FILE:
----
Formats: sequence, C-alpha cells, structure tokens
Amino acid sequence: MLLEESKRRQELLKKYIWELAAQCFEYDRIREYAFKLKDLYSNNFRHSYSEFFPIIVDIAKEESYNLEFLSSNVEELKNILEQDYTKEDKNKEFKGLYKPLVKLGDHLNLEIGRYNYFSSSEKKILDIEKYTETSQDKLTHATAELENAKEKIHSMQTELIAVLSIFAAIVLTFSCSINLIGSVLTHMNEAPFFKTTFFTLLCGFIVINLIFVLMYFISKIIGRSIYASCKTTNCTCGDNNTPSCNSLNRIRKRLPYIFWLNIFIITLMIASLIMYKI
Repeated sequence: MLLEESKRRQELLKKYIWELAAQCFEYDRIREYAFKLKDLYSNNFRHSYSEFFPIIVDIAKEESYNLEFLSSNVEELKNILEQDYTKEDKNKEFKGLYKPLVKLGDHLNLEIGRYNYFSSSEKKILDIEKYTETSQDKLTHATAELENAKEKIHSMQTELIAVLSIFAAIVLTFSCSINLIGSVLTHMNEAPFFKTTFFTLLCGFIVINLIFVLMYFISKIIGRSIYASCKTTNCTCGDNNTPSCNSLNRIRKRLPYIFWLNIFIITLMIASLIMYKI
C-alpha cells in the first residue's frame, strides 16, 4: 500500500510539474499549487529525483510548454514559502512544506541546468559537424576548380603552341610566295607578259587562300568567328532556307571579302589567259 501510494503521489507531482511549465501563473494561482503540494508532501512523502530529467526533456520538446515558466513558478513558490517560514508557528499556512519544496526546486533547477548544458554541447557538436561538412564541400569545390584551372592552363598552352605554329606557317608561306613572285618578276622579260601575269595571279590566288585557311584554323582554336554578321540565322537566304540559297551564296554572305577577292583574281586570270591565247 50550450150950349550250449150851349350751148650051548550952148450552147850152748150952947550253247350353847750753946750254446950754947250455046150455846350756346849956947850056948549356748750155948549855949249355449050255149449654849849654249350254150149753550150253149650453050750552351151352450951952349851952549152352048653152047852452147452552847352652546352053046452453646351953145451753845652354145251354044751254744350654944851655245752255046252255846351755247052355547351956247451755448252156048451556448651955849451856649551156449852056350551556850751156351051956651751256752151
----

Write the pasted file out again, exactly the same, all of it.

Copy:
Formats: sequence, C-alpha cells, structure tokens
Amino acid sequence: MLLEESKRRQELLKKYIWELAAQCFEYDRIREYAFKLKDLYSNNFRHSYSEFFPIIVDIAKEESYNLEFLSSNVEELKNILEQDYTKEDKNKEFKGLYKPLVKLGDHLNLEIGRYNYFSSSEKKILDIEKYTETSQDKLTHATAELENAKEKIHSMQTELIAVLSIFAAIVLTFSCSINLIGSVLTHMNEAPFFKTTFFTLLCGFIVINLIFVLMYFISKIIGRSIYASCKTTNCTCGDNNTPSCNSLNRIRKRLPYIFWLNIFIITLMIASLIMYKI
Repeated sequence: MLLEESKRRQELLKKYIWELAAQCFEYDRIREYAFKLKDLYSNNFRHSYSEFFPIIVDIAKEESYNLEFLSSNVEELKNILEQDYTKEDKNKEFKGLYKPLVKLGDHLNLEIGRYNYFSSSEKKILDIEKYTETSQDKLTHATAELENAKEKIHSMQTELIAVLSIFAAIVLTFSCSINLIGSVLTHMNEAPFFKTTFFTLLCGFIVINLIFVLMYFISKIIGRSIYASCKTTNCTCGDNNTPSCNSLNRIRKRLPYIFWLNIFIITLMIASLIMYKI
C-alpha cells in the first residue's frame, strides 16, 4: 500500500510539474499549487529525483510548454514559502512544506541546468559537424576548380603552341610566295607578259587562300568567328532556307571579302589567259 501510494503521489507531482511549465501563473494561482503540494508532501512523502530529467526533456520538446515558466513558478513558490517560514508557528499556512519544496526546486533547477548544458554541447557538436561538412564541400569545390584551372592552363598552352605554329606557317608561306613572285618578276622579260601575269595571279590566288585557311584554323582554336554578321540565322537566304540559297551564296554572305577577292583574281586570270591565247 50550450150950349550250449150851349350751148650051548550952148450552147850152748150952947550253247350353847750753946750254446950754947250455046150455846350756346849956947850056948549356748750155948549855949249355449050255149449654849849654249350254150149753550150253149650453050750552351151352450951952349851952549152352048653152047852452147452552847352652546352053046452453646351953145451753845652354145251354044751254744350654944851655245752255046252255846351755247052355547351956247451755448252156048451556448651955849451856649551156449852056350551556850751156351051956651751256752151